Sociological definitions of suicide are linked one way or the other to Durkheim’s Le Suicide of 1897 . Giddens et al. sees self-killing as the outcome of disturbances in the relationship between society and the individual.

Implicated in this disturbance is the obvious lack of societal cohesion and bonds that have led to egoism and anomie. The psychosocial definition of suicide is psychological, biological and with Freudian ideas. These are attributions of suicidal behavior to despair, hopelessness, helplessness, misery, and other social inequalities.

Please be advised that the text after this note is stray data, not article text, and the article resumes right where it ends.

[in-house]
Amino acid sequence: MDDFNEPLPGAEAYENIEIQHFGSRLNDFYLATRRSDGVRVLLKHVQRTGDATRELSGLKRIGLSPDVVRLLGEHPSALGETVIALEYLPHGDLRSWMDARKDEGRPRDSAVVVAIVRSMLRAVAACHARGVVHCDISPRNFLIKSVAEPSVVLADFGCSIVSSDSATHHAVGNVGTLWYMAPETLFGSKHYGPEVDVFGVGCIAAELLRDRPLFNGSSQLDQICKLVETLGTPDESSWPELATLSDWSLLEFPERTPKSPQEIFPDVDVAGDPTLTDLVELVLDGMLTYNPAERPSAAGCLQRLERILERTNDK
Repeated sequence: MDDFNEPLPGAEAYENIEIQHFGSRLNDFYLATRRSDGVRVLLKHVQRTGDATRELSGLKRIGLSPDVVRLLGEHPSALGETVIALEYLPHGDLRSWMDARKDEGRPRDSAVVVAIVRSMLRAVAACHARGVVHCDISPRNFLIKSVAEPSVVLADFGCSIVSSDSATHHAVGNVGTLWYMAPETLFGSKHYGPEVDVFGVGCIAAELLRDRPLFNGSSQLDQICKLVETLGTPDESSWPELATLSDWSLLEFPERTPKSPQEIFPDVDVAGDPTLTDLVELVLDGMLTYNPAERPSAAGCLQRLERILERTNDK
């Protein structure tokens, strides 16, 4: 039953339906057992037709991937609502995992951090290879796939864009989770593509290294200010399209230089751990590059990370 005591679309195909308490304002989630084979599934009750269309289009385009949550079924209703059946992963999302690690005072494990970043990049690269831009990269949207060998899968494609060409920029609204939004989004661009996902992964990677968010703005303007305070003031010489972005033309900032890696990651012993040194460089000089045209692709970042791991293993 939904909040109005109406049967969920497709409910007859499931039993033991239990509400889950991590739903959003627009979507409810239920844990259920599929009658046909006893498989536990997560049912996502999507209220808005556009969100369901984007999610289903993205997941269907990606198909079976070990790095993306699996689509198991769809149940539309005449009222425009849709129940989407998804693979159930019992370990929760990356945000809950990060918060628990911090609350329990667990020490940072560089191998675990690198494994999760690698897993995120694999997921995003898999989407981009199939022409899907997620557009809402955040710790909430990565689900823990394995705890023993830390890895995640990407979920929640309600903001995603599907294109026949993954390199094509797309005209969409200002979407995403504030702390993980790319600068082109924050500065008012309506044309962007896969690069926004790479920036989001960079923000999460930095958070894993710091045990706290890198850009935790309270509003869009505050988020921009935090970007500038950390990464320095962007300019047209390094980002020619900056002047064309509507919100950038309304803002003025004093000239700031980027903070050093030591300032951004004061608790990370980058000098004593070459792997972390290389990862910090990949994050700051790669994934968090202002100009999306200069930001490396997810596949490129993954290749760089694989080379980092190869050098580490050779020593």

Psychology sees potential suicide in maladaptive social deviants, while neurology studies this abnormal psychology. Neurology agrees with psychology that suicide is an outcome of depression. A biochemical explanation for depressive-psychoses was offered more than three decades ago, and has been confirmed by modern neurology (see Ackerman, 1992 ) which attributes depression to a pathological state called the dysfunction of the neurotransmitters of the central nervous system. Sociological Medicine defined suicide as deviant behavior. As already noted, sociology labels suicide as deviance, and the neurosciences have gone on to pull suicide into the realm of medicine. In other words, medicine is being expected to help check all acts of deviance. Medical sociology has a number of intervention strategies, directed towards the client in crises. Early stoic philosophers and David Hume held suicide to be the desire to eliminate a miserable “self” rendered worthless by suffering.There are also forensic definitions of suicide, though we need not spend time on them, since they are likely to appear again under psychological and biological correlates in suicide. Noguchi in “Forensic Medicine” , sees suicide as a sudden, unnatural and an unexpected death. Campbell, and Ogiamien interpreted forensic medicine to mean that point at which medicine and law meets. It is called Medical Law or Medical Jurisprudence. Here, the laws that guide medical practice are specified (Ogiamen, 1993) .